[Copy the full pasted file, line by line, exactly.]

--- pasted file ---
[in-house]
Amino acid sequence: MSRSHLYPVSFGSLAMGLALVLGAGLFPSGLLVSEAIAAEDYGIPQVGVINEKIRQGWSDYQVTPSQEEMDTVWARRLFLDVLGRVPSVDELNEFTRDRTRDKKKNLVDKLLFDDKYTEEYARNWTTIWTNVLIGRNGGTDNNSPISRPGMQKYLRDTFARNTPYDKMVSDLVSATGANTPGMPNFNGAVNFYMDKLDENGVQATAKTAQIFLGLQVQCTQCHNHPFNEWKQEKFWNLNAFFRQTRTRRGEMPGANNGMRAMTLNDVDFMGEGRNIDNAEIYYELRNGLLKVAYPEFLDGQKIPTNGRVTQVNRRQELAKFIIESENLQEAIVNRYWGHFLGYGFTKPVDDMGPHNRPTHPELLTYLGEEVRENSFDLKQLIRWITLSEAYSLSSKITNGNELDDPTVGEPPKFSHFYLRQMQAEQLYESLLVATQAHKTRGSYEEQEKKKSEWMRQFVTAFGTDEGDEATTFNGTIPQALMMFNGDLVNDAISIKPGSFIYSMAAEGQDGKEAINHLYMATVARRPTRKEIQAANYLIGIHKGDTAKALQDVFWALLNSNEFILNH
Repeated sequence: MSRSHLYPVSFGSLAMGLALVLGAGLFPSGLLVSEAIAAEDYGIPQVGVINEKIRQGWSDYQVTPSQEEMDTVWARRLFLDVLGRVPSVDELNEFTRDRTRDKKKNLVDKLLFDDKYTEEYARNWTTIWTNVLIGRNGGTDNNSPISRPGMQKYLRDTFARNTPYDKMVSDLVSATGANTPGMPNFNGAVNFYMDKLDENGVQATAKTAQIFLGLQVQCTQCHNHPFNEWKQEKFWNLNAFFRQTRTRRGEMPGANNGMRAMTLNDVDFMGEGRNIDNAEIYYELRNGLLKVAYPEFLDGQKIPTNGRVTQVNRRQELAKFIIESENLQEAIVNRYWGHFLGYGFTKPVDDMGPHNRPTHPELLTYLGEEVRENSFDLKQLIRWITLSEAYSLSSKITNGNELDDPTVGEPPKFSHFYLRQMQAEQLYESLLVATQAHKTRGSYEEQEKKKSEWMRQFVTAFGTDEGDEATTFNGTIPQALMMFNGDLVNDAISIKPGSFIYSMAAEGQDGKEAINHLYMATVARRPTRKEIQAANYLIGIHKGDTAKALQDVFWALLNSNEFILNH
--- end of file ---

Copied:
[in-house]
Amino acid sequence: MSRSHLYPVSFGSLAMGLALVLGAGLFPSGLLVSEAIAAEDYGIPQVGVINEKIRQGWSDYQVTPSQEEMDTVWARRLFLDVLGRVPSVDELNEFTRDRTRDKKKNLVDKLLFDDKYTEEYARNWTTIWTNVLIGRNGGTDNNSPISRPGMQKYLRDTFARNTPYDKMVSDLVSATGANTPGMPNFNGAVNFYMDKLDENGVQATAKTAQIFLGLQVQCTQCHNHPFNEWKQEKFWNLNAFFRQTRTRRGEMPGANNGMRAMTLNDVDFMGEGRNIDNAEIYYELRNGLLKVAYPEFLDGQKIPTNGRVTQVNRRQELAKFIIESENLQEAIVNRYWGHFLGYGFTKPVDDMGPHNRPTHPELLTYLGEEVRENSFDLKQLIRWITLSEAYSLSSKITNGNELDDPTVGEPPKFSHFYLRQMQAEQLYESLLVATQAHKTRGSYEEQEKKKSEWMRQFVTAFGTDEGDEATTFNGTIPQALMMFNGDLVNDAISIKPGSFIYSMAAEGQDGKEAINHLYMATVARRPTRKEIQAANYLIGIHKGDTAKALQDVFWALLNSNEFILNH
Repeated sequence: MSRSHLYPVSFGSLAMGLALVLGAGLFPSGLLVSEAIAAEDYGIPQVGVINEKIRQGWSDYQVTPSQEEMDTVWARRLFLDVLGRVPSVDELNEFTRDRTRDKKKNLVDKLLFDDKYTEEYARNWTTIWTNVLIGRNGGTDNNSPISRPGMQKYLRDTFARNTPYDKMVSDLVSATGANTPGMPNFNGAVNFYMDKLDENGVQATAKTAQIFLGLQVQCTQCHNHPFNEWKQEKFWNLNAFFRQTRTRRGEMPGANNGMRAMTLNDVDFMGEGRNIDNAEIYYELRNGLLKVAYPEFLDGQKIPTNGRVTQVNRRQELAKFIIESENLQEAIVNRYWGHFLGYGFTKPVDDMGPHNRPTHPELLTYLGEEVRENSFDLKQLIRWITLSEAYSLSSKITNGNELDDPTVGEPPKFSHFYLRQMQAEQLYESLLVATQAHKTRGSYEEQEKKKSEWMRQFVTAFGTDEGDEATTFNGTIPQALMMFNGDLVNDAISIKPGSFIYSMAAEGQDGKEAINHLYMATVARRPTRKEIQAANYLIGIHKGDTAKALQDVFWALLNSNEFILNH